From 1960 to 1968, Griffith was Sheriff Andy Taylor on "The Andy Griffith Show," set in Mayberry, N.C., which he as show co-owner modeled after his home town of Mount Airy, just south of the Virginia border in the shadow of the Blue Ridge and Pilot Mountain (also the name of a tiny town that became the larger town of Mount Pilot on TV). After the show went into reruns, which still continue, it was succeeded by a spinoff, "Mayberry R.F.D," and the town's name became a metaphor for small-town America, sometimes favorable, sometimes not.
The first show "gave rise to other small town, Main Street USA shows," Joanne Ostrow writes for The Denver Post. Until then, TV "was centered in New York duplexes . . . urban police stations and hospitals, and suburban ranches and Colonials." Doug Martin of The New York Times notes that "The Real McCoys" debuted in 1957 (and offers several other tidbits, such as Griffith's endorsement of President Obama's health-care reforms). The Times' Neil Genzlinger says the McCoy show was "unflattering," but the Griffith show countered a rural and especially Southern "stereotype defined by ignorance and bigotry" and confirmed "the notion that the moral center of the country lives somewhere in a small town." Griffith "made rural values universal," The Boston Globe said in an editorial.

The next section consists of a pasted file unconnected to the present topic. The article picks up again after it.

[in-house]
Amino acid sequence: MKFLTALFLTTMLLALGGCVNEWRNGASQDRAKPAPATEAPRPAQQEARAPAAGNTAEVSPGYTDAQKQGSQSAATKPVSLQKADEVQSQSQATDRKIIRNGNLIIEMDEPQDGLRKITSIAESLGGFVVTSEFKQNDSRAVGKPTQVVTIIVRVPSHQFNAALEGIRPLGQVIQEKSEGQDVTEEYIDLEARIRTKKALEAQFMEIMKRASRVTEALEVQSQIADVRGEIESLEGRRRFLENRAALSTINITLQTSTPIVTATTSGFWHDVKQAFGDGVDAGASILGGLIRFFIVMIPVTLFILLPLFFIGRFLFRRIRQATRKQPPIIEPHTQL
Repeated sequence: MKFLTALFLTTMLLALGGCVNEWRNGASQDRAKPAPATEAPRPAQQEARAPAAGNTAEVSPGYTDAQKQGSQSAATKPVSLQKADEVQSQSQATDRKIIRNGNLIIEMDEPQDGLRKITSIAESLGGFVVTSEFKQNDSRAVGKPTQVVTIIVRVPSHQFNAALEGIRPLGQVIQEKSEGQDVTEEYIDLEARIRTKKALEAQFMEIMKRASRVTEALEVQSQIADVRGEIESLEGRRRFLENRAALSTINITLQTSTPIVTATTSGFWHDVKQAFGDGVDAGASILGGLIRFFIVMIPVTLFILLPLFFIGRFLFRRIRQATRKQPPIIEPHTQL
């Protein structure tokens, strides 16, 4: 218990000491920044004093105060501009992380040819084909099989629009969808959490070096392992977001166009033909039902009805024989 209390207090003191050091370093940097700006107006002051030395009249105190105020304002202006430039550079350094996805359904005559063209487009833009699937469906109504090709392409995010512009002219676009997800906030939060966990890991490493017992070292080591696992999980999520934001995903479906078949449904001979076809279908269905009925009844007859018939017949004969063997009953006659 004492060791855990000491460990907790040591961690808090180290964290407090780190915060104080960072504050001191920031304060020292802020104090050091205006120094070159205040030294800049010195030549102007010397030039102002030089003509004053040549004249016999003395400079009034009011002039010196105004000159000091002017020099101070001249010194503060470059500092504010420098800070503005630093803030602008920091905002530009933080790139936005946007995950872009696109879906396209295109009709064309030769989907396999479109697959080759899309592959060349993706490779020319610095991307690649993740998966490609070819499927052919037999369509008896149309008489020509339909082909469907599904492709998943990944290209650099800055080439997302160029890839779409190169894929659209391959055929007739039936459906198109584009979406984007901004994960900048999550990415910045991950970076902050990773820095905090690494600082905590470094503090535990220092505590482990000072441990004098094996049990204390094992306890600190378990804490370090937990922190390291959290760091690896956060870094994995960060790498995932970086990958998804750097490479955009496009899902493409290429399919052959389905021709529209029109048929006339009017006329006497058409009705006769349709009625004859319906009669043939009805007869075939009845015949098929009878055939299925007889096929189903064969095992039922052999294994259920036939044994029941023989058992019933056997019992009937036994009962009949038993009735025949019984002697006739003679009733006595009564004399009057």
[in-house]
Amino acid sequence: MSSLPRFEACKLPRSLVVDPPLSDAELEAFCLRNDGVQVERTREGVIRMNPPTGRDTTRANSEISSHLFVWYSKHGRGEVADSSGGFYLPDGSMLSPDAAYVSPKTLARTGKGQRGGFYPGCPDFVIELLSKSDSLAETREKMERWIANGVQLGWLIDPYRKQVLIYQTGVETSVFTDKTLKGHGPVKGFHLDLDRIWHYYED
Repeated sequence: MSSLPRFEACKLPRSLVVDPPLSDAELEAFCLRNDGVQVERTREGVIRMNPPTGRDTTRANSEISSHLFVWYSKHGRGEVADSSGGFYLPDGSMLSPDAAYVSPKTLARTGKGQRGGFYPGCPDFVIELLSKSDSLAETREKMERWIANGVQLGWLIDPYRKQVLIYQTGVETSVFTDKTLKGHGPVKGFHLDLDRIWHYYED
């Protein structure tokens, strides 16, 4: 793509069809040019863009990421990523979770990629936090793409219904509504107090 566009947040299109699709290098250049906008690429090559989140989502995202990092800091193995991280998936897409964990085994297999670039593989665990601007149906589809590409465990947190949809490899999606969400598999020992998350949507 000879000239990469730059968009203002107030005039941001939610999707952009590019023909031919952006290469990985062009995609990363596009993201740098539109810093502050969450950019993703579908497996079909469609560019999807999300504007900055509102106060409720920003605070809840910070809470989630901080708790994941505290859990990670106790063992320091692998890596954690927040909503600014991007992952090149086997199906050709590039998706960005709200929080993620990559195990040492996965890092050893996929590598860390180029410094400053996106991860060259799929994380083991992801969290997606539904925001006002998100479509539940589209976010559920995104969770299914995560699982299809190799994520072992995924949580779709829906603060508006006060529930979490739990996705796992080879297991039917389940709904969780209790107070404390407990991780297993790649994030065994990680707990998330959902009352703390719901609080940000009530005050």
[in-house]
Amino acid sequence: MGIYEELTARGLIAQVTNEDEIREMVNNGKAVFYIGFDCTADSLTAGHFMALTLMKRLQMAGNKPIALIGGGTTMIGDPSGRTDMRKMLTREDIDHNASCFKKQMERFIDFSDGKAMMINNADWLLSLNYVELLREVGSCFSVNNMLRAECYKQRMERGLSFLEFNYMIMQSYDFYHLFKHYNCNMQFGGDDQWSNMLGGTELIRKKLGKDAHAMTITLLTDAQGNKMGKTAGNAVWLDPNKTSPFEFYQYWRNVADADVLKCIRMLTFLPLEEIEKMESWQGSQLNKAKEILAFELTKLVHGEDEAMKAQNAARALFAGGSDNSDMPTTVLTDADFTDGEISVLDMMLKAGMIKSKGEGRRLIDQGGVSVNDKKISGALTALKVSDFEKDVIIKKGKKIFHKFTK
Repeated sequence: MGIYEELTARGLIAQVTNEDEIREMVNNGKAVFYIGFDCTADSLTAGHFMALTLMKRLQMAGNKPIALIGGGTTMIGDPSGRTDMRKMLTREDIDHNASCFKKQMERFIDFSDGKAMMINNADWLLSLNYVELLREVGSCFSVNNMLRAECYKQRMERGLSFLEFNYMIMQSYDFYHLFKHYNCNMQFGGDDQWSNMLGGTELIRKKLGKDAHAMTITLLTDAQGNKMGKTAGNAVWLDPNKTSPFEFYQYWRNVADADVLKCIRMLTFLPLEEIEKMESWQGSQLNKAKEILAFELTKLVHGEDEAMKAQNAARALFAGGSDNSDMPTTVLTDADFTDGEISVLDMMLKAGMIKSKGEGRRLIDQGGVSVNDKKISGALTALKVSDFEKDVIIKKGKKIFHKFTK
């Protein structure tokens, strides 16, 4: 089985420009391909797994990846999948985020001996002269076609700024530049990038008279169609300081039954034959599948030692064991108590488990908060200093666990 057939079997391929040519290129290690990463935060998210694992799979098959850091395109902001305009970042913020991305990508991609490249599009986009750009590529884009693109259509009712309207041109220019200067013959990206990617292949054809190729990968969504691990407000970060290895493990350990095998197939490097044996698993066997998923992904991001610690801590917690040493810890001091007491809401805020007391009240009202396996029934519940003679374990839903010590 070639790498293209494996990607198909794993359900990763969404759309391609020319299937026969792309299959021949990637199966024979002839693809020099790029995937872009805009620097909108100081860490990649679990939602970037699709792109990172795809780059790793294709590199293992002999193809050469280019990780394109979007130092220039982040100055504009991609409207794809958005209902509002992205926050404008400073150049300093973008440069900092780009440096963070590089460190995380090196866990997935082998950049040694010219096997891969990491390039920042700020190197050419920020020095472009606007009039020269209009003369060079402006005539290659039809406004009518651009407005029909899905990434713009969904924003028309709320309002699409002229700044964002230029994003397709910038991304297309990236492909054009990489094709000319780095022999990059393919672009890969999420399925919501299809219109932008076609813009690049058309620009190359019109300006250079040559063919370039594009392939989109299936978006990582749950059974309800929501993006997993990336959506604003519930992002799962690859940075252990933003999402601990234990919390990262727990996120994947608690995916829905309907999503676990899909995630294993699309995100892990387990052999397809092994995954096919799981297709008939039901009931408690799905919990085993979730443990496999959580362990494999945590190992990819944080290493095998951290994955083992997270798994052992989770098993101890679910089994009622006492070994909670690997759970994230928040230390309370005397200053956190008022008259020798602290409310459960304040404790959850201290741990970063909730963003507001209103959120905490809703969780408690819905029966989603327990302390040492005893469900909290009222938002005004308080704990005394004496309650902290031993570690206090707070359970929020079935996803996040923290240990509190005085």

Mount Airy, population 10,000, gradually adopted a Mayberry image, particularly after the decline of the region's main industries: textiles, tobacco and furniture. "Tourism has really saved us," Tanya Jones, executive director of the Surry County Arts Council, told CNN. Griffith originally resisted helping the town promote itself as Mayberry, perhaps remembering prejudice he felt growing up on the wrong side of the town's railroad tracks, but in recent years participated in those efforts, including establishment of the Andy Griffith Museum. He won the Presidential Medal of Freedom in 2005.
|As Lonesome Rhodes, with Patricia Neal|
|As lawyer "Matlock"|
Rodgers concludes, "Andy Griffith never won an Oscar, an Emmy or a Tony for his acting. But then, around here we never thought of him as an actor. He was just our friend and neighbor and we were so proud of him we couldn’t hardly stand it. And if the rest of the world happened to tune in to his popular shows and just happened to assume folks in North Carolina were anywhere near as good-hearted as Andy Taylor, Ben Matlock or the good people of Mayberry, well, that was OK with us, too." (Read more)
For coverage from the Mount Airy News, click here. For an obituary from Inside TV, go here. TV Week has reaction, including President Obama's, and some video clips, including a "Face in the Crowd" trailer and a segment from another movie, "No Time for Sergeants," which followed TV and Broadway versions that starred Griffith.